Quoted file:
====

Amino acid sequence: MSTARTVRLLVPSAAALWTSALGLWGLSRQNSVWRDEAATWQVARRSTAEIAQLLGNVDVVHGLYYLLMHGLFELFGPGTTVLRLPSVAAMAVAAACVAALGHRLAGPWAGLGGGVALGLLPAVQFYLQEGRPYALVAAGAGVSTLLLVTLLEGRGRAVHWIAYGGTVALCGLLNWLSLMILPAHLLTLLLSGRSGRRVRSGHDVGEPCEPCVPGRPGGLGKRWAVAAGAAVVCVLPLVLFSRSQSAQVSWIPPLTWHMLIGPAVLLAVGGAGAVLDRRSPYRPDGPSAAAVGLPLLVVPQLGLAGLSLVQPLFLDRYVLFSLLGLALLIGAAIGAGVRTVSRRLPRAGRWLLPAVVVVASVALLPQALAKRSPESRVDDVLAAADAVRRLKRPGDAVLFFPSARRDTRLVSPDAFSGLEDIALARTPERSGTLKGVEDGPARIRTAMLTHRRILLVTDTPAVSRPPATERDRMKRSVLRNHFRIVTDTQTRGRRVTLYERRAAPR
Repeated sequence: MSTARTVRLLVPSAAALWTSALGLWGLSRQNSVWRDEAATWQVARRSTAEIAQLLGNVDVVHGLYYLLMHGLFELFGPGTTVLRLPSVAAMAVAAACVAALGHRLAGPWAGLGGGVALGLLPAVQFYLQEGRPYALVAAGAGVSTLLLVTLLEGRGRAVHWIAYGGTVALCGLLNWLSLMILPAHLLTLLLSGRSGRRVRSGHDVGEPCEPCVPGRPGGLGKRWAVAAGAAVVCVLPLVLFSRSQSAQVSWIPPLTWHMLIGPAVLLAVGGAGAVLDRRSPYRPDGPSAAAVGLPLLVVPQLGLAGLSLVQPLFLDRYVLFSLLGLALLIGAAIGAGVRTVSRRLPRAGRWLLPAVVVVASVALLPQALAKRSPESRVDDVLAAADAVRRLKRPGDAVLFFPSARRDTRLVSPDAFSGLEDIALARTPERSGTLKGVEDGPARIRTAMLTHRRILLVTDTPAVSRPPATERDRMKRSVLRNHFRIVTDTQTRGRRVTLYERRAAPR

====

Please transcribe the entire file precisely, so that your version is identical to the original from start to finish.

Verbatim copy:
Amino acid sequence: MSTARTVRLLVPSAAALWTSALGLWGLSRQNSVWRDEAATWQVARRSTAEIAQLLGNVDVVHGLYYLLMHGLFELFGPGTTVLRLPSVAAMAVAAACVAALGHRLAGPWAGLGGGVALGLLPAVQFYLQEGRPYALVAAGAGVSTLLLVTLLEGRGRAVHWIAYGGTVALCGLLNWLSLMILPAHLLTLLLSGRSGRRVRSGHDVGEPCEPCVPGRPGGLGKRWAVAAGAAVVCVLPLVLFSRSQSAQVSWIPPLTWHMLIGPAVLLAVGGAGAVLDRRSPYRPDGPSAAAVGLPLLVVPQLGLAGLSLVQPLFLDRYVLFSLLGLALLIGAAIGAGVRTVSRRLPRAGRWLLPAVVVVASVALLPQALAKRSPESRVDDVLAAADAVRRLKRPGDAVLFFPSARRDTRLVSPDAFSGLEDIALARTPERSGTLKGVEDGPARIRTAMLTHRRILLVTDTPAVSRPPATERDRMKRSVLRNHFRIVTDTQTRGRRVTLYERRAAPR
Repeated sequence: MSTARTVRLLVPSAAALWTSALGLWGLSRQNSVWRDEAATWQVARRSTAEIAQLLGNVDVVHGLYYLLMHGLFELFGPGTTVLRLPSVAAMAVAAACVAALGHRLAGPWAGLGGGVALGLLPAVQFYLQEGRPYALVAAGAGVSTLLLVTLLEGRGRAVHWIAYGGTVALCGLLNWLSLMILPAHLLTLLLSGRSGRRVRSGHDVGEPCEPCVPGRPGGLGKRWAVAAGAAVVCVLPLVLFSRSQSAQVSWIPPLTWHMLIGPAVLLAVGGAGAVLDRRSPYRPDGPSAAAVGLPLLVVPQLGLAGLSLVQPLFLDRYVLFSLLGLALLIGAAIGAGVRTVSRRLPRAGRWLLPAVVVVASVALLPQALAKRSPESRVDDVLAAADAVRRLKRPGDAVLFFPSARRDTRLVSPDAFSGLEDIALARTPERSGTLKGVEDGPARIRTAMLTHRRILLVTDTPAVSRPPATERDRMKRSVLRNHFRIVTDTQTRGRRVTLYERRAAPR